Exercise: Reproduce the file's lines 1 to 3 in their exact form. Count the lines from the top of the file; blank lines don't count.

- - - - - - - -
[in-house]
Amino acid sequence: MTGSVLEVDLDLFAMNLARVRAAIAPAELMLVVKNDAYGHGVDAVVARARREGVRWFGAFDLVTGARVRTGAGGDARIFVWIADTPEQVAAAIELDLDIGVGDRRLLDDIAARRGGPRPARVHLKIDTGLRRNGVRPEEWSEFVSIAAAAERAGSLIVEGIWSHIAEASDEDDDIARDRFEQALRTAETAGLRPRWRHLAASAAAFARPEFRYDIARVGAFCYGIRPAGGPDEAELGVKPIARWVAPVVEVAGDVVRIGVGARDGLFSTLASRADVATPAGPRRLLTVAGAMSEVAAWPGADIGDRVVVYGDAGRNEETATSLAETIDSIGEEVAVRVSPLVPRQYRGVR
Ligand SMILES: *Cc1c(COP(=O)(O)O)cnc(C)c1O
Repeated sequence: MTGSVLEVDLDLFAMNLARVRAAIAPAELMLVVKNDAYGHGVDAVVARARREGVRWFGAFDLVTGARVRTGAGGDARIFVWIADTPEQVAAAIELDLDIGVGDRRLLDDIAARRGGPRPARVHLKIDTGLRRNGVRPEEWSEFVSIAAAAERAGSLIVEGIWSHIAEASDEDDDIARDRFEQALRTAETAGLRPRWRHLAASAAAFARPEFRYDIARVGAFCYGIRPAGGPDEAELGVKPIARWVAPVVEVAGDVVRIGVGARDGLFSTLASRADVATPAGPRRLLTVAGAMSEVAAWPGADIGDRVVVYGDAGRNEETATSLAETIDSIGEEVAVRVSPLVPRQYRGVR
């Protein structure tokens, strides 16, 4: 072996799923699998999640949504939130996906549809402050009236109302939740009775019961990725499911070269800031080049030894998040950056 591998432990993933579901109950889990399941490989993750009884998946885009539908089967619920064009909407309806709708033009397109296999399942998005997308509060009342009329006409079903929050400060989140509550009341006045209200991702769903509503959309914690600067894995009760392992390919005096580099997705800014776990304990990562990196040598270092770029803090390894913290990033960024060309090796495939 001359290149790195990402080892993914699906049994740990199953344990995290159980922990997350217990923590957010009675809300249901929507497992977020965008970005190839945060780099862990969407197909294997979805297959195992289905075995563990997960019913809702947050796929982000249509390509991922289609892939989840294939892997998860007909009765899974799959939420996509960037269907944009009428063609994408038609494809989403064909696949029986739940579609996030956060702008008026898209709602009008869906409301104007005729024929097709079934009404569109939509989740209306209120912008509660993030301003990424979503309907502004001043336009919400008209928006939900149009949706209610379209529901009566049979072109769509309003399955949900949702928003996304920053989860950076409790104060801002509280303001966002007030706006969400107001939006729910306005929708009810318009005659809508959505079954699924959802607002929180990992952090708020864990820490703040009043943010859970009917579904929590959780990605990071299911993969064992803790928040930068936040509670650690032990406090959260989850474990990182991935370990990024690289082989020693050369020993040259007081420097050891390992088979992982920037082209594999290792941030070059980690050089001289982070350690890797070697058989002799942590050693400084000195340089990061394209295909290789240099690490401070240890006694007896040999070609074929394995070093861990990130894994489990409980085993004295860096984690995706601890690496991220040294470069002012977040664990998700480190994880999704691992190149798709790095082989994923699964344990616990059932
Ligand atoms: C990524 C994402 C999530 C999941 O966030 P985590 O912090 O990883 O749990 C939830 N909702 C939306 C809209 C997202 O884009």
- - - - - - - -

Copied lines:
[in-house]
Amino acid sequence: MTGSVLEVDLDLFAMNLARVRAAIAPAELMLVVKNDAYGHGVDAVVARARREGVRWFGAFDLVTGARVRTGAGGDARIFVWIADTPEQVAAAIELDLDIGVGDRRLLDDIAARRGGPRPARVHLKIDTGLRRNGVRPEEWSEFVSIAAAAERAGSLIVEGIWSHIAEASDEDDDIARDRFEQALRTAETAGLRPRWRHLAASAAAFARPEFRYDIARVGAFCYGIRPAGGPDEAELGVKPIARWVAPVVEVAGDVVRIGVGARDGLFSTLASRADVATPAGPRRLLTVAGAMSEVAAWPGADIGDRVVVYGDAGRNEETATSLAETIDSIGEEVAVRVSPLVPRQYRGVR
Ligand SMILES: *Cc1c(COP(=O)(O)O)cnc(C)c1O